pheasant wood

From The Collaborative International Dictionary of English v.0.48:

Partridge \Par"tridge\ (p[aum]r"tr[i^]j), n. [OE. partriche,
   pertriche, OF. pertris, perdriz, F. perdrix, L. perdix,
   -icis, fr. Gr. pe`rdix.] (Zool.)
   1. Any one of numerous species of small gallinaceous birds of
      the genus Perdix and several related genera of the
      family Perdicid[ae], of the Old World. The partridge is
      noted as a game bird.
      [1913 Webster]

            Full many a fat partrich had he in mew. --Chaucer.
      [1913 Webster]

   Note: The common European, or gray, partridge ({Perdix
         cinerea}) and the red-legged partridge ({Caccabis
         rubra}) of Southern Europe and Asia are well-known
         [1913 Webster]

   2. Any one of several species of quail-like birds belonging
      to Colinus, and allied genera. [U.S.]
      [1913 Webster]

   Note: Among them are the bobwhite (Colinus Virginianus) of
         the Eastern States; the plumed, or mountain, partridge
         (Oreortyx pictus) of California; the Massena
         partridge (Cyrtonyx Montezum[ae]); and the California
         partridge (Callipepla Californica).
         [1913 Webster]

   3. The ruffed grouse (Bonasa umbellus). [New Eng.]
      [1913 Webster]

   Bamboo partridge (Zool.), a spurred partridge of the genus
      Bambusicola. Several species are found in China and the
      East Indies.

   Night partridge (Zool.), the woodcock. [Local, U.S.]

   Painted partridge (Zool.), a francolin of South Africa
      (Francolinus pictus).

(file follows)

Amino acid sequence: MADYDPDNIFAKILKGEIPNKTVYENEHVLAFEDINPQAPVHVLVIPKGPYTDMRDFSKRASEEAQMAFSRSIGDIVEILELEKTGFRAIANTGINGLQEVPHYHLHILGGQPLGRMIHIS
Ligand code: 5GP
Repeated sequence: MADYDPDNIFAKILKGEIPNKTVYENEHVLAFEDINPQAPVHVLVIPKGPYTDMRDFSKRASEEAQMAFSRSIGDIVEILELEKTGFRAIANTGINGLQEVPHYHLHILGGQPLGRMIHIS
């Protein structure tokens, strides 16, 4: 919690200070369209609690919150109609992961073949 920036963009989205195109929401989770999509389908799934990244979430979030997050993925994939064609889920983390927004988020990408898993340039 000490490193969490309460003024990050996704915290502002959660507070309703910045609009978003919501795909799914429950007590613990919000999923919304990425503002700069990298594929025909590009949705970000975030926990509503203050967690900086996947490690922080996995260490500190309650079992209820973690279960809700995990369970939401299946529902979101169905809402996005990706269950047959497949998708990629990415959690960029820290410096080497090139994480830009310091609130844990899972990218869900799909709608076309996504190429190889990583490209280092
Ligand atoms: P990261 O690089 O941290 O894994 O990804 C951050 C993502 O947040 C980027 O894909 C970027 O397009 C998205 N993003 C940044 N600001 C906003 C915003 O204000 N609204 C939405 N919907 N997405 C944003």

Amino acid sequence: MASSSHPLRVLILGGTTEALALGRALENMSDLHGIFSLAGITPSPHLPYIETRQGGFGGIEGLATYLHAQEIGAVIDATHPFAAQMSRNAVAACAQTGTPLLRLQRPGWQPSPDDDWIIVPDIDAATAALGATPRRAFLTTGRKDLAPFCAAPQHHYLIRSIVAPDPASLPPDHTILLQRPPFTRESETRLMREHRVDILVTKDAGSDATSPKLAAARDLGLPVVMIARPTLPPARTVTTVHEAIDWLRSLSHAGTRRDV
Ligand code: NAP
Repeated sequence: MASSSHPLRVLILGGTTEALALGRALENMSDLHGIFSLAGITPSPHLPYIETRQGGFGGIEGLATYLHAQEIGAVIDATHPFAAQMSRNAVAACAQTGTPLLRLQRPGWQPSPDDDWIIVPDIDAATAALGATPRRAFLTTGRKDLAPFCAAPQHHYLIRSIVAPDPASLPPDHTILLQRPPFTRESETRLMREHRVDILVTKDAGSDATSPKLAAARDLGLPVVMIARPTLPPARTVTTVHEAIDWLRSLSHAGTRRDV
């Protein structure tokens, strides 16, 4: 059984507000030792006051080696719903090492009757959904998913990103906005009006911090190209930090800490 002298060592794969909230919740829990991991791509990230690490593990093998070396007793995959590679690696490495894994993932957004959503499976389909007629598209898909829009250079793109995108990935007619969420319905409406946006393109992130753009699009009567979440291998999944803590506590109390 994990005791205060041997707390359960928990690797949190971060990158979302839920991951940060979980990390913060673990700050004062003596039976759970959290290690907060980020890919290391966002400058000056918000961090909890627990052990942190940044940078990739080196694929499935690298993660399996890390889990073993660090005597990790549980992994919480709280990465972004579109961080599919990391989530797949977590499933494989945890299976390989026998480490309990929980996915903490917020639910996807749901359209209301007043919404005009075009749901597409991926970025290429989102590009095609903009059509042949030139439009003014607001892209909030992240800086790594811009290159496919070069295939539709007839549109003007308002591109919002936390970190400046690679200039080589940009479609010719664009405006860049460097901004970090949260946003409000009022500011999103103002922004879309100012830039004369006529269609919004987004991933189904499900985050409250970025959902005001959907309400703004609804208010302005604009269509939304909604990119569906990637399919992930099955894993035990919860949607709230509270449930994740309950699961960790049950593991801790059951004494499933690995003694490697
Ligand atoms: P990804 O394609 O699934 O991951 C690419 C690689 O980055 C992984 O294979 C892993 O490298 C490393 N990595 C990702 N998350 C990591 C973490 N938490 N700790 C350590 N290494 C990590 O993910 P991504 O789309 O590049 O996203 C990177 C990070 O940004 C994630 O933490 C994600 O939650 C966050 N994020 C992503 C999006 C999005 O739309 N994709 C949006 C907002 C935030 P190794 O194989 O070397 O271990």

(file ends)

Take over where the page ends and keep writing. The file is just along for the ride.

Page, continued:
Partridge berry. (Bot.)
      (a) The scarlet berry of a trailing american plant
          (Mitchella repens) of the order Rubiace[ae],
          having roundish evergreen leaves, and white fragrant
          flowers sometimes tinged with purple, growing in pairs
          with the ovaries united, and producing the berries
          which remain over winter; also, the plant itself.
      (b) The fruit of the creeping wintergreen ({Gaultheria
          procumbens}); also, the plant itself.

   Partridge dove (Zool.) Same as Mountain witch, under

   Partridge pea (Bot.), a yellow-flowered leguminous herb
      (Cassia Cham[ae]crista), common in sandy fields in the
      Eastern United States.

   Partridge shell (Zool.), a large marine univalve shell
      (Dolium perdix), having colors variegated like those of
      the partridge.

   Partridge wood
      (a) A variegated wood, much esteemed for cabinetwork. It
          is obtained from tropical America, and one source of
          it is said to be the leguminous tree Andira inermis.
          Called also pheasant wood.
      (b) A name sometimes given to the dark-colored and
          striated wood of some kind of palm, which is used for
          walking sticks and umbrella handles.

   Sea partridge (Zool.), an Asiatic sand partridge
      (Ammoperdix Bonhami); -- so called from its note.

   Snow partridge (Zool.), a large spurred partridge ({Lerwa
      nivicola}) which inhabits the high mountains of Asia;
      called also jermoonal.

   Spruce partridge. See under Spruce.